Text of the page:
Reporting from Manama, Bahrain Bahrain's king declared a three-month state of emergency Tuesday in an effort to quell a month-old uprising as rival groups of protesters and gangs set up more checkpoints around the capital.Why there'll be no no-fly-zone over Bahrain (positive spin):
The move by King Hamed ibn Isa Khalifa appeared to amount to a declaration of martial law the day after hundreds of troops and police from Saudi Arabia and the United Arab Emirates poured into Bahrain with the support of the government after worsening violence paralyzed Manama, the capital, in recent days.
But the advocates of action haven't yet focused on Bahrain, where Saudi troops have been called to support the government. Of course, there are huge differences. Col Gaddafi has already killed a lot of his own people. The Bahraini authorities swing between tolerating and repressing opponents but there's been no massacre, no murderous attacks on protesters. This is a series of demonstrations, not a civil war. But presumably the Saudi troops aren't there to help enforce traffic regulations.We won't trouble Saudi's tyrants with calls to reform while we crave their oil (George Monbiot, Guardian):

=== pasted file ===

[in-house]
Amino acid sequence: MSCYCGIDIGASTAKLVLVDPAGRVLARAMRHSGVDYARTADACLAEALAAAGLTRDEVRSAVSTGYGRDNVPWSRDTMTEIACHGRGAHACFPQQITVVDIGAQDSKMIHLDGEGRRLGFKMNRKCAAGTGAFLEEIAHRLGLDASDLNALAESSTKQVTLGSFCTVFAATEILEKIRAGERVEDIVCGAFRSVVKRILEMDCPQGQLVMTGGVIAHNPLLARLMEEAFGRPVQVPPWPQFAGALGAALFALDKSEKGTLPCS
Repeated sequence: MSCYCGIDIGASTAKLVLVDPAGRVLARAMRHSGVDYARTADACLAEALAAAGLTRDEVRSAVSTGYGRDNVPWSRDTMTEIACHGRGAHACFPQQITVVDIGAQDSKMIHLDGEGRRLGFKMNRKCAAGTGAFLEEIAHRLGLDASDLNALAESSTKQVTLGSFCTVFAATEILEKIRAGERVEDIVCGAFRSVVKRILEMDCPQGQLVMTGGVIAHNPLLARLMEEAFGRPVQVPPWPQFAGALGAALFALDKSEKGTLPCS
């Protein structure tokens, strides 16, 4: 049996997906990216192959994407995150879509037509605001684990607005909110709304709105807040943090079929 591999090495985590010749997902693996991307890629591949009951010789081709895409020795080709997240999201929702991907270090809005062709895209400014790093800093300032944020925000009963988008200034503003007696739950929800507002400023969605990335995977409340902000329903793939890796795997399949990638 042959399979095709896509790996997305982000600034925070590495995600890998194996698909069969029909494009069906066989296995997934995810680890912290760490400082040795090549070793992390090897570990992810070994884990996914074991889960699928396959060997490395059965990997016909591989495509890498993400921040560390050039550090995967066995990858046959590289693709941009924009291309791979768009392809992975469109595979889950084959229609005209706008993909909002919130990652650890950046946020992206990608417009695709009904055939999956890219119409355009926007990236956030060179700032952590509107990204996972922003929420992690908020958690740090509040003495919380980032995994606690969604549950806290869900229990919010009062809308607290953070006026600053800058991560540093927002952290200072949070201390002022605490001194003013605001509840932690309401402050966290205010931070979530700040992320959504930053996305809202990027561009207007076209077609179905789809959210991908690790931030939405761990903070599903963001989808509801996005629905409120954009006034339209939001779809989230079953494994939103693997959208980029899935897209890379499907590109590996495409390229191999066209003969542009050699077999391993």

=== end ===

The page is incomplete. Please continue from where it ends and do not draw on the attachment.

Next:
Did you hear it? The clamour from western governments for democracy in Saudi Arabia? The howls of outrage from the White House and No 10 about the shootings on Thursday, the suppression of protests on Friday, the arrival of Saudi troops in Bahrain on Monday? No? Nor did I.Bahrain School, the US Department of Defence sponsored and staffed school, is closed. St. Christopher's School, the major British curriculum school in Bahrain, is closed. Protesters have successfully surrounded and isolated the financial district.
Did we miss it, or do they believe that change is less necessary in Saudi Arabia than it is in Libya? If so, on what grounds? The democracy index published by the Economist Intelligence Unit places Libya 158th out of 167, and Saudi Arabia 160th. At least in Libya, for all the cruelties of that regime, women are not officially treated as lepers were in medieval Europe.
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